In Thursday’s (5/5) Philadelphia Inquirer, Peter Dobrin writes, “In its bankruptcy petition last month, the Philadelphia Orchestra Association took aim at the Kimmel Center, its landlord for Verizon Hall, and the complex lease agreement between the two organizations. The orchestra’s cry for relief from the lease, though so far lacking in specifics, has prompted some board members and others to advocate the orchestra’s return to the Academy of Music. The orchestra pays rent in Verizon Hall, and if it returned to the Academy, which it still owns, it could shave expenses, the argument goes. But a return to the Academy would not be likely to save the orchestra much—if any—money, an examination of tax records and other documents suggests. … The amount it cost the orchestra to occupy the Academy in 1998-99—including rent and personnel costs—was $1.6 million. The orchestra currently pays the Kimmel $2.3 million a year—which is, adjusted for inflation, just over that 1998-99 amount. As part of the deal, the Kimmel rents the Academy for $1 per year, books it, and is able to keep the revenue generated by Broadway shows and other productions.”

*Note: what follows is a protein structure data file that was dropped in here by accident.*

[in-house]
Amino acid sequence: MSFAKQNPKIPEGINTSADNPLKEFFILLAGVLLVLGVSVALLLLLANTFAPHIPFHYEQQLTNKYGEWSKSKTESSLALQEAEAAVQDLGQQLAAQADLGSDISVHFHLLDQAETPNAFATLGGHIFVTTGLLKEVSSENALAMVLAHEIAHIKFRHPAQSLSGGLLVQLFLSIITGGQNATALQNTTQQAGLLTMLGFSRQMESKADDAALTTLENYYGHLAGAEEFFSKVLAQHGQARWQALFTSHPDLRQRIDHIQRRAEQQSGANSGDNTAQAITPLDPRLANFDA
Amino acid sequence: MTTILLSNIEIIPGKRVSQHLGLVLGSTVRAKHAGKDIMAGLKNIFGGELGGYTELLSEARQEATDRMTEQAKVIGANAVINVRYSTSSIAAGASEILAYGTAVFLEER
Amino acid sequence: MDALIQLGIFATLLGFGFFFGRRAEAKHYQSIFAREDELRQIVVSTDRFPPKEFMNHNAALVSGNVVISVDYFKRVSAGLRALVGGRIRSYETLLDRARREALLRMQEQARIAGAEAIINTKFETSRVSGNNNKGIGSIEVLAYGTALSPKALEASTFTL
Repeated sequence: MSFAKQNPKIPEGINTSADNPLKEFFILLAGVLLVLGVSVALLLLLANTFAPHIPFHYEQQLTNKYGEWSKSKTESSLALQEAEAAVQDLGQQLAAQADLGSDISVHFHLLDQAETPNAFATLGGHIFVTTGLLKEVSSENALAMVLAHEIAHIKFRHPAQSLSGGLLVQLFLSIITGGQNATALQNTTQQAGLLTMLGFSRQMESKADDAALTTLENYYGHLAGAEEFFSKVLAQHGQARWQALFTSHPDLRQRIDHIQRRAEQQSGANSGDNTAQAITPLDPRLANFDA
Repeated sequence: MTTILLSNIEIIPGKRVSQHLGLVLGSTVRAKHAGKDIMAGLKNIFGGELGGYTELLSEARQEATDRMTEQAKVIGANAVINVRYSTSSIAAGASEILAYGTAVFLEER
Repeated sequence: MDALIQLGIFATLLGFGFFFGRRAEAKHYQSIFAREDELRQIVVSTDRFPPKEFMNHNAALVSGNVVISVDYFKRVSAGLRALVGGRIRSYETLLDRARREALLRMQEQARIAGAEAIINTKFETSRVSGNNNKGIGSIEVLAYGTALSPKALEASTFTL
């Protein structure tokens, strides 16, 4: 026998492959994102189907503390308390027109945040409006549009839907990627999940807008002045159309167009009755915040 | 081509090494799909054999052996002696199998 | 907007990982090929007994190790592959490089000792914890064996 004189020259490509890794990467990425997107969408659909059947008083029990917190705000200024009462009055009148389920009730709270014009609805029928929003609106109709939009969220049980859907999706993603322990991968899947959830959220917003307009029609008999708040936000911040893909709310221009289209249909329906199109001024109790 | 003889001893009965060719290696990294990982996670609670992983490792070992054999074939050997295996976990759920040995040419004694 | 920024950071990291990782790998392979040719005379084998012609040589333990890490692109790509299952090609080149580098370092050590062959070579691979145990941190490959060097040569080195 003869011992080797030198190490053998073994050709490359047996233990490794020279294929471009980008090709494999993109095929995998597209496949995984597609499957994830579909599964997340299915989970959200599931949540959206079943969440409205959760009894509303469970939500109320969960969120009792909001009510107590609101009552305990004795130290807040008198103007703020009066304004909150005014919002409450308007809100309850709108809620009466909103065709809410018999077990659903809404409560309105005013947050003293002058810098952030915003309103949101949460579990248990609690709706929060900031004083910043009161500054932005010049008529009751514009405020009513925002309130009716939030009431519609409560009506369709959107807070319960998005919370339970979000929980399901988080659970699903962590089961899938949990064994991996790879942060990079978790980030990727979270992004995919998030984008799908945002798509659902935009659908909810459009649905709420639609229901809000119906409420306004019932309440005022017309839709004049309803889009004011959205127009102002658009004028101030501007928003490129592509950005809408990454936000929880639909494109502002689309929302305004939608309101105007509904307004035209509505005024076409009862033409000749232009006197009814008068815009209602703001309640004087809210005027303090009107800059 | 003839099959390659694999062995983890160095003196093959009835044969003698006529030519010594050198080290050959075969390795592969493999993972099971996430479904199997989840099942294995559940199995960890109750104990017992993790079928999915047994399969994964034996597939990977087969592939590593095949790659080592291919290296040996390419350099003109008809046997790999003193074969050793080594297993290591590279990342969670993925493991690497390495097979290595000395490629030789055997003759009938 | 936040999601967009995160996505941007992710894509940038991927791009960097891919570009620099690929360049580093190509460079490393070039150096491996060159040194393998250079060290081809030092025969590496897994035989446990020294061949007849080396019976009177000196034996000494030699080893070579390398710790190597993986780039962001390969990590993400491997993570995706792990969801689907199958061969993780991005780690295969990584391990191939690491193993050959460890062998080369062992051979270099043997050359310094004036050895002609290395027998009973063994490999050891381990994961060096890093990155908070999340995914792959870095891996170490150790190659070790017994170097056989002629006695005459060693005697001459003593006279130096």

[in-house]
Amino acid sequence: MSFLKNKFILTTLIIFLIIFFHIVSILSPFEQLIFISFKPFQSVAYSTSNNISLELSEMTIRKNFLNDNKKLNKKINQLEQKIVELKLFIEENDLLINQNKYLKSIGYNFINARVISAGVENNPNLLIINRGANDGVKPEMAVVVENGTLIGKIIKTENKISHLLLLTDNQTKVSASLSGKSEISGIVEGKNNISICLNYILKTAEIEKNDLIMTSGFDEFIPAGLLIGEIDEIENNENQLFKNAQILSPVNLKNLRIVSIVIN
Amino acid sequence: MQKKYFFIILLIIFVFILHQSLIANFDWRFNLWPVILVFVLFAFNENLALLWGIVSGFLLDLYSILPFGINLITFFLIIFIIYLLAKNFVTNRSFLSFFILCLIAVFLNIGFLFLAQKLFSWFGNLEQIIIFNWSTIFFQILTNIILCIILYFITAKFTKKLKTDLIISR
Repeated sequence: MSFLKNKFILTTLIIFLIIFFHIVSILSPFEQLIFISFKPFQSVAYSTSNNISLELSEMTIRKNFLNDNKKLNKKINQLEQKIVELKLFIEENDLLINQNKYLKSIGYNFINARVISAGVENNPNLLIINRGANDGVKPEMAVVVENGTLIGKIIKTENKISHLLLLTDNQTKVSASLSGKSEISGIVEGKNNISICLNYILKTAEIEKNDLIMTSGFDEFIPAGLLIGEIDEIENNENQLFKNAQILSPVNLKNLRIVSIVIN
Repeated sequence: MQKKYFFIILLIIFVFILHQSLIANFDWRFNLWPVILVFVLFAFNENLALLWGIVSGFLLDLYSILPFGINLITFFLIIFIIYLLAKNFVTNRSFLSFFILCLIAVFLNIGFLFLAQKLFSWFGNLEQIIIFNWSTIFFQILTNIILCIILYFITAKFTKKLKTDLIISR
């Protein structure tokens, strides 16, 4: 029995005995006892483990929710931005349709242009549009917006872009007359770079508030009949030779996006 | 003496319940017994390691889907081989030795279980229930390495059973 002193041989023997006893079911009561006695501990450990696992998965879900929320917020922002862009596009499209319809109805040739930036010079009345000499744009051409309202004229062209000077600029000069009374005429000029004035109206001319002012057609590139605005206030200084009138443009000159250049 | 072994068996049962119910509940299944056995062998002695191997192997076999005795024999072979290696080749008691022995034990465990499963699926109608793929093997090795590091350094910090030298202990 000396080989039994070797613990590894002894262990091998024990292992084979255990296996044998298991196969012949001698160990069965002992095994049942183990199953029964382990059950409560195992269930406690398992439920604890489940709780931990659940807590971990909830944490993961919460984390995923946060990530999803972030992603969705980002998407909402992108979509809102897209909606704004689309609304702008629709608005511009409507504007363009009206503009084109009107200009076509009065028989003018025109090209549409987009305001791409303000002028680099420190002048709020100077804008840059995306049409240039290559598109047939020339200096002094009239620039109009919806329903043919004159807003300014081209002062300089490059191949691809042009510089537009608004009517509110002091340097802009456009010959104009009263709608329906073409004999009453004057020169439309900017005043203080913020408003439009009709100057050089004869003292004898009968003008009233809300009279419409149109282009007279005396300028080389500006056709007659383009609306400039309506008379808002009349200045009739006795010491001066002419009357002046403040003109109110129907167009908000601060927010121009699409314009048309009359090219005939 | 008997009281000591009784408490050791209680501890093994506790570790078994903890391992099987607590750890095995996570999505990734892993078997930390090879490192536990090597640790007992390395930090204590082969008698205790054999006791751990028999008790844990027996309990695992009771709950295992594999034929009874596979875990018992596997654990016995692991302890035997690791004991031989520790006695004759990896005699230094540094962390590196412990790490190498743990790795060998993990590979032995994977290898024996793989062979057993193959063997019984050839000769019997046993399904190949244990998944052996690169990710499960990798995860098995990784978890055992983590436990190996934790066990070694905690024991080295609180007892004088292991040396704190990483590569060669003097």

Posted May 5, 2011